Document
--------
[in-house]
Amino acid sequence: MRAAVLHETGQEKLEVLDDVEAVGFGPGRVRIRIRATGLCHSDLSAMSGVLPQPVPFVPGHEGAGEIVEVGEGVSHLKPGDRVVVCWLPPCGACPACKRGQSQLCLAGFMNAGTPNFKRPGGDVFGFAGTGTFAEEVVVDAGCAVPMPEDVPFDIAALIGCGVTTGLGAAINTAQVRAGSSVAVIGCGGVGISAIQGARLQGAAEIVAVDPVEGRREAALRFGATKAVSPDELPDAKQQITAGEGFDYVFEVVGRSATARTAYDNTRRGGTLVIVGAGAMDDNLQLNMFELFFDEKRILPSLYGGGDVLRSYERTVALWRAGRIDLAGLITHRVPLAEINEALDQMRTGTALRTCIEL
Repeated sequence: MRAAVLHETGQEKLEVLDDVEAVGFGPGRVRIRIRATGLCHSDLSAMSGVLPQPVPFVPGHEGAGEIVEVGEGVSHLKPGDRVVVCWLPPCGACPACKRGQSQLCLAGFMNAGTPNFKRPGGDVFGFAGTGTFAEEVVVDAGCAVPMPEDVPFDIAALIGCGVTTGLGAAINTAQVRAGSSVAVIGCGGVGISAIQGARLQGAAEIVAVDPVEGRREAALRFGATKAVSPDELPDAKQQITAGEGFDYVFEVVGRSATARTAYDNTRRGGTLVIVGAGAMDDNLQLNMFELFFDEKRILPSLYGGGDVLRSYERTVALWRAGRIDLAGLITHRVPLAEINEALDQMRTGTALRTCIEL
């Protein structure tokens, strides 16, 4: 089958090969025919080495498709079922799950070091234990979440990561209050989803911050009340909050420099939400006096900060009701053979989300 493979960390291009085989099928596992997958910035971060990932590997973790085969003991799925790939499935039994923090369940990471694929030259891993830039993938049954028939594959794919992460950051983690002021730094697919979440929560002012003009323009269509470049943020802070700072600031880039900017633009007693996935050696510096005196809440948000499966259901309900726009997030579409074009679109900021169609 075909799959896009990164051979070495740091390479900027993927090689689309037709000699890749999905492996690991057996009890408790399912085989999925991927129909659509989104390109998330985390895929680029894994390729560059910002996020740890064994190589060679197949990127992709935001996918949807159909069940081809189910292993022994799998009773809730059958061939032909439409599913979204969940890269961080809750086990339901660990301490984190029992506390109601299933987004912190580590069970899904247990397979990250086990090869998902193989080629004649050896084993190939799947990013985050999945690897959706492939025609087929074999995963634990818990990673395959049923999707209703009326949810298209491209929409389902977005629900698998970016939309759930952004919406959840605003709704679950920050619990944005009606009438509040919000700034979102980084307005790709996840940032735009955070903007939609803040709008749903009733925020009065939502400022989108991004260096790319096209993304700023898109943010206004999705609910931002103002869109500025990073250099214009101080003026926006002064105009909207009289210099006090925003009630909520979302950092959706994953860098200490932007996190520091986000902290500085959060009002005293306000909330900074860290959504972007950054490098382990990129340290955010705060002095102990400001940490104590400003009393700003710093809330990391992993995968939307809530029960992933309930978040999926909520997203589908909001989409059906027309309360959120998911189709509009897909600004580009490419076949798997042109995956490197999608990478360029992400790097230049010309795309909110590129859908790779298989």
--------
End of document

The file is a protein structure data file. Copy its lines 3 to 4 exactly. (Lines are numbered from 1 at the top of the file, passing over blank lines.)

Repeated sequence: MRAAVLHETGQEKLEVLDDVEAVGFGPGRVRIRIRATGLCHSDLSAMSGVLPQPVPFVPGHEGAGEIVEVGEGVSHLKPGDRVVVCWLPPCGACPACKRGQSQLCLAGFMNAGTPNFKRPGGDVFGFAGTGTFAEEVVVDAGCAVPMPEDVPFDIAALIGCGVTTGLGAAINTAQVRAGSSVAVIGCGGVGISAIQGARLQGAAEIVAVDPVEGRREAALRFGATKAVSPDELPDAKQQITAGEGFDYVFEVVGRSATARTAYDNTRRGGTLVIVGAGAMDDNLQLNMFELFFDEKRILPSLYGGGDVLRSYERTVALWRAGRIDLAGLITHRVPLAEINEALDQMRTGTALRTCIEL
């Protein structure tokens, strides 16, 4: 089958090969025919080495498709079922799950070091234990979440990561209050989803911050009340909050420099939400006096900060009701053979989300 493979960390291009085989099928596992997958910035971060990932590997973790085969003991799925790939499935039994923090369940990471694929030259891993830039993938049954028939594959794919992460950051983690002021730094697919979440929560002012003009323009269509470049943020802070700072600031880039900017633009007693996935050696510096005196809440948000499966259901309900726009997030579409074009679109900021169609 075909799959896009990164051979070495740091390479900027993927090689689309037709000699890749999905492996690991057996009890408790399912085989999925991927129909659509989104390109998330985390895929680029894994390729560059910002996020740890064994190589060679197949990127992709935001996918949807159909069940081809189910292993022994799998009773809730059958061939032909439409599913979204969940890269961080809750086990339901660990301490984190029992506390109601299933987004912190580590069970899904247990397979990250086990090869998902193989080629004649050896084993190939799947990013985050999945690897959706492939025609087929074999995963634990818990990673395959049923999707209703009326949810298209491209929409389902977005629900698998970016939309759930952004919406959840605003709704679950920050619990944005009606009438509040919000700034979102980084307005790709996840940032735009955070903007939609803040709008749903009733925020009065939502400022989108991004260096790319096209993304700023898109943010206004999705609910931002103002869109500025990073250099214009101080003026926006002064105009909207009289210099006090925003009630909520979302950092959706994953860098200490932007996190520091986000902290500085959060009002005293306000909330900074860290959504972007950054490098382990990129340290955010705060002095102990400001940490104590400003009393700003710093809330990391992993995968939307809530029960992933309930978040999926909520997203589908909001989409059906027309309360959120998911189709509009897909600004580009490419076949798997042109995956490197999608990478360029992400790097230049010309795309909110590129859908790779298989």